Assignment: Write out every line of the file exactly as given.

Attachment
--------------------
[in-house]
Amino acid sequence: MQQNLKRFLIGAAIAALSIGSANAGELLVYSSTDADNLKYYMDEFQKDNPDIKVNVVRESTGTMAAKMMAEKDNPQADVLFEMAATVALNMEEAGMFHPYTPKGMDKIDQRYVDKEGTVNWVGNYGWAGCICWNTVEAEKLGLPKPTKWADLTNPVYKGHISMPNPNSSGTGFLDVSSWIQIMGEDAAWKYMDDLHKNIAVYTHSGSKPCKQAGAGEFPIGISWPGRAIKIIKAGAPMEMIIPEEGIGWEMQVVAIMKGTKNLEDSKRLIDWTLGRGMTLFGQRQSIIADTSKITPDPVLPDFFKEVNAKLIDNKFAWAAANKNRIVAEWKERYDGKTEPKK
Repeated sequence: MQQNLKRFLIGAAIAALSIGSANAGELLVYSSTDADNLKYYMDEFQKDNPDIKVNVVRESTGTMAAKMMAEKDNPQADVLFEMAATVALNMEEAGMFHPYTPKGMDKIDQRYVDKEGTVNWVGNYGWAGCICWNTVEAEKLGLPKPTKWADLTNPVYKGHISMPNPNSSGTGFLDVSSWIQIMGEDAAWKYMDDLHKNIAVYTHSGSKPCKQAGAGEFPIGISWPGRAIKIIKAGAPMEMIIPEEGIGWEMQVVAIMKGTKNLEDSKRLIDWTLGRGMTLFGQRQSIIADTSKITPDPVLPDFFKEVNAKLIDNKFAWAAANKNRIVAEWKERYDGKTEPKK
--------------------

[in-house]
Amino acid sequence: MQQNLKRFLIGAAIAALSIGSANAGELLVYSSTDADNLKYYMDEFQKDNPDIKVNVVRESTGTMAAKMMAEKDNPQADVLFEMAATVALNMEEAGMFHPYTPKGMDKIDQRYVDKEGTVNWVGNYGWAGCICWNTVEAEKLGLPKPTKWADLTNPVYKGHISMPNPNSSGTGFLDVSSWIQIMGEDAAWKYMDDLHKNIAVYTHSGSKPCKQAGAGEFPIGISWPGRAIKIIKAGAPMEMIIPEEGIGWEMQVVAIMKGTKNLEDSKRLIDWTLGRGMTLFGQRQSIIADTSKITPDPVLPDFFKEVNAKLIDNKFAWAAANKNRIVAEWKERYDGKTEPKK
Repeated sequence: MQQNLKRFLIGAAIAALSIGSANAGELLVYSSTDADNLKYYMDEFQKDNPDIKVNVVRESTGTMAAKMMAEKDNPQADVLFEMAATVALNMEEAGMFHPYTPKGMDKIDQRYVDKEGTVNWVGNYGWAGCICWNTVEAEKLGLPKPTKWADLTNPVYKGHISMPNPNSSGTGFLDVSSWIQIMGEDAAWKYMDDLHKNIAVYTHSGSKPCKQAGAGEFPIGISWPGRAIKIIKAGAPMEMIIPEEGIGWEMQVVAIMKGTKNLEDSKRLIDWTLGRGMTLFGQRQSIIADTSKITPDPVLPDFFKEVNAKLIDNKFAWAAANKNRIVAEWKERYDGKTEPKK